Viral Diarrhea (Adult)

Diarrhea caused by a virus is often called viral gastroenteritis. Many people call it the "stomach flu," but it has nothing to do with influenza. The virus that causes diarrhea affects the stomach and intestinal tract and usually lasts from 2 to 7 days. Diarrhea is the passing of loose, watery stools 3 or more times a day.


Along with diarrhea, you may have these symptoms:

  • Abdominal pain and cramping

  • Nausea and vomiting

  • Loss of bowel control

  • Fever and chills

  • Bloody stools

The danger from repeated diarrhea is dehydration. Dehydration is the loss of too much water and other fluids from the body without taking in enough to replace what is lost.

Antibiotics are not effective in this illness, but there are a number of things you can do at home that will help.

Home care

Follow these home care measures:

  • If symptoms are severe, rest at home for the next 24 hours or until you are feeling better.

  • Wash your hands with soap and water or alcohol-based sanitizer to prevent the spread of infection. Wash your hands after touching anyone who is sick.

  • Wash your hands after using the toilet and before meals. Clean the toilet after each use.

Food preparation:

  • People with diarrhea should not prepare food for others. When preparing foods, wash your hands after touching anyone who is sick.

  • Wash your hands after using cutting boards, countertops, and knives that have been in contact with raw food.

  • Keep uncooked meats away from cooked and ready-to-eat foods.


  • You may use acetaminophen or NSAIDS such as ibuprofen or naproxen to control fever unless another medicine was prescribed.  If you have chronic liver or kidney disease or ever had a stomach ulcer or gastrointestinal bleeding, talk with your healthcare provider before using these medicines. Aspirin should never be used in anyone under 18 years of age who is ill with a fever. It may cause severe liver damage. Don't use NSAID medicines if you are already taking one for another condition (like arthritis) or are on aspirin (such as for heart disease or after a stroke).

  • Anti-diarrhea medicine should be taken for this condition only if advised by your healthcare provider. Sometimes anti-diarrhea medicine can make your condition worse. If you have bloody diarrhea or fever, check with your healthcare provider before taking antidiarrheals.


  • Water and clear liquids are important so you don't get dehydrated. Drink small amounts at a time, don't guzzle it down. If you are very dehydrated, sports drinks aren't a good choice. They have too much sugar and not enough electrolytes. In this case, commercially available products called oral rehydration solutions are best.

  • Caffeine, tobacco, and alcohol can make the diarrhea, cramping, and pain worse.

  • Don't force yourself to eat, especially if you have cramping, vomiting, or diarrhea. Don't eat large amounts at a time, even if you are hungry. It may make you feel worse.

  • If you eat, avoid fatty, greasy, spicy, or fried foods.

  • No dairy products, as they can make diarrhea worse.

During the first 24 Hours (the first full day) follow the diet below:

  • Beverages: Water, clear liquids, soft drinks without caffeine; ginger ale, mineral water (plain or flavored), decaffeinated tea and coffee.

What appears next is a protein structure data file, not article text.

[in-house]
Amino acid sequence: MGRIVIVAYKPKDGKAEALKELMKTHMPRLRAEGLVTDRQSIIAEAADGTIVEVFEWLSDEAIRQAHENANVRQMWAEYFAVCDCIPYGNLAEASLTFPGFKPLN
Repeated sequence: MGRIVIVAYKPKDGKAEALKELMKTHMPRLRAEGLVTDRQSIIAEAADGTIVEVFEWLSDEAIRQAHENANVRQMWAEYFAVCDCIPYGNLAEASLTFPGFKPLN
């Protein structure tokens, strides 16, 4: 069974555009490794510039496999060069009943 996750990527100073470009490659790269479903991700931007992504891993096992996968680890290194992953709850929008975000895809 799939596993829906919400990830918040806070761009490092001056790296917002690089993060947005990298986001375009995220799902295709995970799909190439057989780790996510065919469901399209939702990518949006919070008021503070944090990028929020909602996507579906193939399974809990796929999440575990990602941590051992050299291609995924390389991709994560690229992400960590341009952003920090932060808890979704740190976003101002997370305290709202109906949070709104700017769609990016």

• Soups: Clear broth, consommé and bouillon

  • Desserts: Plain gelatin, popsicles and fruit juice bars

During the next 24 hours (the second day) you may add the following to the above if you have improved:

  • Hot cereal, plain toast, bread, rolls, crackers

  • Plain noodles, rice, mashed potatoes, chicken noodle or rice soup

  • Unsweetened canned fruit like applesauce and bananas (avoid pineapple and citrus)

  • Limit fat intake to less than 15 grams per day by avoiding margarine, butter, oils, mayonnaise, sauces, gravies, fried foods, peanut butter, meat, poultry and fish.

  • Limit fiber; avoid raw or cooked vegetables, fresh fruits (except bananas) and bran cereals.

  • Limit caffeine and chocolate. No spices or seasonings except salt.

During the next 24 hours

  • Gradually resume a normal diet, as you feel better and your symptoms improve.

  • If at any time the diarrhea or cramping gets worse, go back to the simpler diet (above) or to clear liquids.

Follow-up care

Follow up with your healthcare provider, or as advised. Call if you are not improving within 24 hours or if the diarrhea lasts more than one week. This is especially true if you are in a high-risk group. For example, if you are very elderly, have a weak immune system (from cancer treatment for example), or you have inflammatory bowel disease (Crohn's or colitis).

If a stool (diarrhea) sample was taken, you may call in 2 days (or as directed) for the results.

When to seek medical advice

Call your healthcare provider right away if any of the following occur:

  • Increasing abdominal pain or constant lower right abdominal pain

  • Continued vomiting (unable to keep liquids down)

  • Frequent diarrhea (more than 5 times a day)

  • Blood in vomit or stool (black or red color)

  • Reduced oral intake

  • Dark urine, reduced urine output

  • Weakness, dizziness

  • Drowsiness

  • Fever of 100.4°F (38°C) oral or higher, or as directed by your healthcare provider

  • New rash

Call 911

Call 911 if any of the following occur:

  • Trouble breathing

  • Confused

  • Severe drowsiness or trouble awakening

  • Fainting or loss of consciousness

  • Rapid heart rate

  • Seizure

  • Stiff neck

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